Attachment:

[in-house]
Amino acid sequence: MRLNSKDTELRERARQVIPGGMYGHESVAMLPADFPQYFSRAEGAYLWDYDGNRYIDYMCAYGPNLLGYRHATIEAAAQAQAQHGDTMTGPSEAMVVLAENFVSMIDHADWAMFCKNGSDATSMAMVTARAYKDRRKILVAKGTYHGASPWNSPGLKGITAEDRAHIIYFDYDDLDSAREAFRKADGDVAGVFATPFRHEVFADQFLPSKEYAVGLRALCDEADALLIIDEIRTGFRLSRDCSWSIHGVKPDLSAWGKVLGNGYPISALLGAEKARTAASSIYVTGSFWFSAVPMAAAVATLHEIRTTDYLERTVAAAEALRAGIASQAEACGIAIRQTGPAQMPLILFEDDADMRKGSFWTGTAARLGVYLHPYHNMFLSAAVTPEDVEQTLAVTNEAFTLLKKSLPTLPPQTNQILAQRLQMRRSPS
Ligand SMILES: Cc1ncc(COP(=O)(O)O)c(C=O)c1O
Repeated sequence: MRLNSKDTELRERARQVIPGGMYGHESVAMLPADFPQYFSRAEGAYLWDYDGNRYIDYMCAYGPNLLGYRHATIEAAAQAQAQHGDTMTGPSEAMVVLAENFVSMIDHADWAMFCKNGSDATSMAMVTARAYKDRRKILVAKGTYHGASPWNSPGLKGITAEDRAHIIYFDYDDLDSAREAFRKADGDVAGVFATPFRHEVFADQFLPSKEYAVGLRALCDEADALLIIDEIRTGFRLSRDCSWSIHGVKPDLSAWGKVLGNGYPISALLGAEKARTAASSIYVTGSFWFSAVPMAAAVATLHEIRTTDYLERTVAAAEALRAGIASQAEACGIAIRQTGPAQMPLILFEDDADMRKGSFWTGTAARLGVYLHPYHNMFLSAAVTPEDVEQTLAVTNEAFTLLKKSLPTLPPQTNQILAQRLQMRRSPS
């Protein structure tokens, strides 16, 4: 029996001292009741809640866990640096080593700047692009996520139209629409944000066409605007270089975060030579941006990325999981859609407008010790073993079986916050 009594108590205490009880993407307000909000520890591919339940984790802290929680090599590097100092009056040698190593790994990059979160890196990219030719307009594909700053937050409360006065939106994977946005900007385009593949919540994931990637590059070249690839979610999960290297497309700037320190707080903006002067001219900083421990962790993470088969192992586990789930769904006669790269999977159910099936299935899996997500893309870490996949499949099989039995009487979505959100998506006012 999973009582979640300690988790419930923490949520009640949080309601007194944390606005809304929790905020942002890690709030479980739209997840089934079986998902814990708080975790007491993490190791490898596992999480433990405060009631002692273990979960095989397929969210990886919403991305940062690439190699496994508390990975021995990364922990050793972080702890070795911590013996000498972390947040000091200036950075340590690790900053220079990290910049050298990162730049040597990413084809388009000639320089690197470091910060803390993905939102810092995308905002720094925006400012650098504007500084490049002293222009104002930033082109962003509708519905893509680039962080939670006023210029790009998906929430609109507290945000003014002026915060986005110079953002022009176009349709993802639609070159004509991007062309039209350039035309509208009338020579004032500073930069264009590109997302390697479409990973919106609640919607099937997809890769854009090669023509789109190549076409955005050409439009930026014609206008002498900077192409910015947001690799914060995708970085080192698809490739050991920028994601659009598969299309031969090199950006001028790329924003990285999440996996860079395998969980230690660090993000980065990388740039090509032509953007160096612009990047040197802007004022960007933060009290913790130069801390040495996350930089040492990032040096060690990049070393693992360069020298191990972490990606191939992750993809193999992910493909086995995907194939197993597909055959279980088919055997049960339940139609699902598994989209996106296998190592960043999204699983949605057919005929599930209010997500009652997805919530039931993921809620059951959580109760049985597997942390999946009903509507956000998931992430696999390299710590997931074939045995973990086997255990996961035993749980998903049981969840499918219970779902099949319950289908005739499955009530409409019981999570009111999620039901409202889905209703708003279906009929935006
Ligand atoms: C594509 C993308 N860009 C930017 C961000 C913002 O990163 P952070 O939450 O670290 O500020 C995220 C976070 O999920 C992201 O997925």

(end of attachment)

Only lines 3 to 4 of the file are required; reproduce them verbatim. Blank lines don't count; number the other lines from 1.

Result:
Ligand SMILES: Cc1ncc(COP(=O)(O)O)c(C=O)c1O
Repeated sequence: MRLNSKDTELRERARQVIPGGMYGHESVAMLPADFPQYFSRAEGAYLWDYDGNRYIDYMCAYGPNLLGYRHATIEAAAQAQAQHGDTMTGPSEAMVVLAENFVSMIDHADWAMFCKNGSDATSMAMVTARAYKDRRKILVAKGTYHGASPWNSPGLKGITAEDRAHIIYFDYDDLDSAREAFRKADGDVAGVFATPFRHEVFADQFLPSKEYAVGLRALCDEADALLIIDEIRTGFRLSRDCSWSIHGVKPDLSAWGKVLGNGYPISALLGAEKARTAASSIYVTGSFWFSAVPMAAAVATLHEIRTTDYLERTVAAAEALRAGIASQAEACGIAIRQTGPAQMPLILFEDDADMRKGSFWTGTAARLGVYLHPYHNMFLSAAVTPEDVEQTLAVTNEAFTLLKKSLPTLPPQTNQILAQRLQMRRSPS